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Businesses are constantly finding innovative ways to provide the customer with a seamless shopping process that goes beyond the traditional brick and mortar.
We add things to our online shopping carts, we go grocery shopping online and get our food delivered to our doorsteps, workplaces and virtually anywhere. We can carry our wallets digitally via our smartphones and with a flash of the phone pay for a cup a coffee.
These are examples of the consumerization of retail – the overarching driving force that paved the way for the radical change at the consumer’s fingertips.
Consumers are provided with more options with product availability and an array of accessibility due to technology. Businesses are constantly finding innovative ways to provide the customer with a seamless shopping process that goes beyond the traditional brick and mortar.
In their research note Top Retail Business and Technology Trends, Gartner analysts John Davison and Miriam Burt highlight eight key business trends driven by the consumerization of retail and the impact of digitalization – two forces changing the landscape of the retail industry as we know it.
Here we explore five of these trends:
The ever-changing consumerization of retail gives rise to digitalization which transforms businesses. The retail processes that we’re accustomed to changes as technologies, such as the Internet of Things (IoT), create new revenue opportunities and convenient offerings to consumers.
Digitally empowered customers will expect the retailer to sustain interactions with them that are connected, continuous, convenient, contiguous, consistent, collaborative and customized. The blurring of industries is a result of the disruption that the digital business opportunities bring.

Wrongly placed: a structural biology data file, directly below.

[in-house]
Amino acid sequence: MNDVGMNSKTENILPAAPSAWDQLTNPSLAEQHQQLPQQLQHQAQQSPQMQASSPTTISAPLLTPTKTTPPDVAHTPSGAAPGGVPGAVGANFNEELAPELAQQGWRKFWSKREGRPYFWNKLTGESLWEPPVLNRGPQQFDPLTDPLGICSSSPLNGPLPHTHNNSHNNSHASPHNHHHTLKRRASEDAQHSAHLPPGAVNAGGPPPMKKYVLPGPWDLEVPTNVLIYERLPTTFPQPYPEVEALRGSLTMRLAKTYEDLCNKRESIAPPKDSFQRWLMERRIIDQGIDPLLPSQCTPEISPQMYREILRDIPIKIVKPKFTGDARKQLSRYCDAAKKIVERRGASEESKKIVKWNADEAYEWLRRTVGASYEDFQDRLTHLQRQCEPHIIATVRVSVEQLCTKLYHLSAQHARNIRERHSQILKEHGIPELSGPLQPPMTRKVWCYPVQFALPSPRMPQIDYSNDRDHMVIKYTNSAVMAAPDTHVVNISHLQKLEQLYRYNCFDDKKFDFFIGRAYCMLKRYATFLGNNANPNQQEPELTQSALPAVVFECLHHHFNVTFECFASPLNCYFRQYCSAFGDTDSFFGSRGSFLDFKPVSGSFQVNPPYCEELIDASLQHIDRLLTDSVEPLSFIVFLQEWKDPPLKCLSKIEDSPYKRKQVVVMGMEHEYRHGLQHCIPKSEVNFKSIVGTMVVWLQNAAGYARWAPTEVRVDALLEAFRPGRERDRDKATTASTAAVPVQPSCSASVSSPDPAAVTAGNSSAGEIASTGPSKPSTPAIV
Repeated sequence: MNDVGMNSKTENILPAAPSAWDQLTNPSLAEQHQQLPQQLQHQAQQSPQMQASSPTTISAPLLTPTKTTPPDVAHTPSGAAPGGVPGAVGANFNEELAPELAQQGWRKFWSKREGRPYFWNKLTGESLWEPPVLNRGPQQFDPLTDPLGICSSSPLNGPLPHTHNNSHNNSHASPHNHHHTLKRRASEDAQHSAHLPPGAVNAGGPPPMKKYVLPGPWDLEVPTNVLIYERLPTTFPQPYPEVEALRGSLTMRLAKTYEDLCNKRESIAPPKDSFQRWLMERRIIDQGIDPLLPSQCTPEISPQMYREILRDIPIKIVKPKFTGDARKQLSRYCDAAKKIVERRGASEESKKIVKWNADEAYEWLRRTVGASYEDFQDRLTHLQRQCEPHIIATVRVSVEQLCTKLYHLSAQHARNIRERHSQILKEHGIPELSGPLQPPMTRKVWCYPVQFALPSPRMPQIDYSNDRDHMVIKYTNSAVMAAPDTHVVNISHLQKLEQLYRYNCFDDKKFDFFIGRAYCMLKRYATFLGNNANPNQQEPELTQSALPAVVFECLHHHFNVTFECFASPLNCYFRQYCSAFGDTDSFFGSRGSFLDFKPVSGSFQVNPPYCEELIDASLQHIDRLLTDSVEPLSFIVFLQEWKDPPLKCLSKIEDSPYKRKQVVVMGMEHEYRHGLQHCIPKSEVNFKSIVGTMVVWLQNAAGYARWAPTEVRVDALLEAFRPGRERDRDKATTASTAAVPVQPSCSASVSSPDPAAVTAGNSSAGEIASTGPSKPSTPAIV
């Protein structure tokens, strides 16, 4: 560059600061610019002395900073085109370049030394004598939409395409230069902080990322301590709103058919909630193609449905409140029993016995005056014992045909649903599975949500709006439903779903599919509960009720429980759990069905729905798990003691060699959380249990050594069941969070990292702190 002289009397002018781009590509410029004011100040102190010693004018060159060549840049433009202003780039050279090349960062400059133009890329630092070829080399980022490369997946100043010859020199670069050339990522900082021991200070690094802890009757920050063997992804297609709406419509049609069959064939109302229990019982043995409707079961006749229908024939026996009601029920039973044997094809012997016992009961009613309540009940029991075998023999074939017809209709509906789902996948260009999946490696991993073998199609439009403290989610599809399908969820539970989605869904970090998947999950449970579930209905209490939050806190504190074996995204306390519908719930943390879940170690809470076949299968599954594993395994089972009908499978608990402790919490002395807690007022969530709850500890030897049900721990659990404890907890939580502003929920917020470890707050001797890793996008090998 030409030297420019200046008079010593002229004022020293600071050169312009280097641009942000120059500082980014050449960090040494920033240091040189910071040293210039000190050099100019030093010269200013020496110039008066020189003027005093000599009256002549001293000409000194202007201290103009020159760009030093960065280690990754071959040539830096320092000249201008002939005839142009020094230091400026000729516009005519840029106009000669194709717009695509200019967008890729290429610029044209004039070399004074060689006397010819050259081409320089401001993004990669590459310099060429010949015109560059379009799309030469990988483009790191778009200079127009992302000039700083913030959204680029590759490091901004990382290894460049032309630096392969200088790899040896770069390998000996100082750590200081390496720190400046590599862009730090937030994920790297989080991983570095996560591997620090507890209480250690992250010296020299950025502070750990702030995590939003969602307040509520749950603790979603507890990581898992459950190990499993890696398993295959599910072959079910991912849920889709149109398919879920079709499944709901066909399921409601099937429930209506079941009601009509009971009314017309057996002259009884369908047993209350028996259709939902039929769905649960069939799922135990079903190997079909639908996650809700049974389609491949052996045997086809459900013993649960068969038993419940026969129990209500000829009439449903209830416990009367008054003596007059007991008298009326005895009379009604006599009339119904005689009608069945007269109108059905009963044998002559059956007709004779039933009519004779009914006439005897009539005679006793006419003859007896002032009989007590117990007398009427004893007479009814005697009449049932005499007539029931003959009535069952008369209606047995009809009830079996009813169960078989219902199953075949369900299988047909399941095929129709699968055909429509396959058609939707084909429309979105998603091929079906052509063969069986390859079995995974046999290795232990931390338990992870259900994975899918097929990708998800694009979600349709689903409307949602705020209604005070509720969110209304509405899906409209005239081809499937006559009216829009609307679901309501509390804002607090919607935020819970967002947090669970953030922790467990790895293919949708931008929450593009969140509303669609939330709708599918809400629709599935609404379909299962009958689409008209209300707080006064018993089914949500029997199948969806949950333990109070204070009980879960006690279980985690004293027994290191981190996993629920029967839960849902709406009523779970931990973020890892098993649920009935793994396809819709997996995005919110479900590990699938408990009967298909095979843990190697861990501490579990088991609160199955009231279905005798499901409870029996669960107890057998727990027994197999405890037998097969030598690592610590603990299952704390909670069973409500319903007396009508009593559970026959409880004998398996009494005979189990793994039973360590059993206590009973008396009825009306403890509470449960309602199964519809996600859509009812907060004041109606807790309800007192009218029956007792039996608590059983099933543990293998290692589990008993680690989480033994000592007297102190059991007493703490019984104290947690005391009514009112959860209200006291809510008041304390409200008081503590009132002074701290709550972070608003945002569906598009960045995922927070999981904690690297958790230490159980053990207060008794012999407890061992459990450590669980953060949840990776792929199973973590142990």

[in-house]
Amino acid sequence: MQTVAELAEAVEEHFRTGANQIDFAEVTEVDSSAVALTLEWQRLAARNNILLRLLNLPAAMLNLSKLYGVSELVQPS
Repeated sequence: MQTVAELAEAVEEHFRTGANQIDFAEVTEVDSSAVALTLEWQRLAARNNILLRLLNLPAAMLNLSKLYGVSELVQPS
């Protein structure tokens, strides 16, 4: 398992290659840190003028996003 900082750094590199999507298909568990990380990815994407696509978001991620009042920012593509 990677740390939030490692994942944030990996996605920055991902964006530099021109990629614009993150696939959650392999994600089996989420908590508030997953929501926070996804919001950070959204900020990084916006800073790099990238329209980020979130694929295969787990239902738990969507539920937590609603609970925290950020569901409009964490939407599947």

Multichannel retailing allows customers the convenience of having different options to buy products. This technology has made the store even more crucial in providing consumers a “Contiguous Multichannel Shopping Experience.”
While retailers struggle with achieving this seamlessness for customers, they recognize the value of it and continue to work towards making it contiguous. As of the first quarter of 2015, retailers believe that 49.8 percent of a store’s revenue is influenced by activity from their e-commerce and mobile commerce channels.
In order for retail businesses to survive, retailers need to collaborate with their customers. With consumers now having access to the same digital technologies businesses utilize, they’re able to influence and share innovative ideas to the business model.
Two of the most popular customer-led models are collaborative influencing, where consumers use the power of social media to inspire other consumers, and collaborative consumption, where consumers collaborate over content and physical assets.
While an order may be done online, there is always the option to pick up in-store. This makes the store the hub of digital business because it’s the basis of all transactions.
Regardless of how advanced things continue to become, because of multichannel retailing, the store itself generates the most revenue and will continue to be the main channel for customer interaction. It’s because of this that customer service is key onsite even if the transaction was started online.
Retailers must have a digital workplace strategy in place as their businesses grow in an effort to meet the changing needs of the consumer.
This is carried out by collaboration, communication and social software technologies along with CIOs working with HR executives to strategize where to distribute work among associates, smart machines and robots.
A successful digital workplace will drive mobile, social, accessibility and a data-driven work environment that will enhance the customer experience.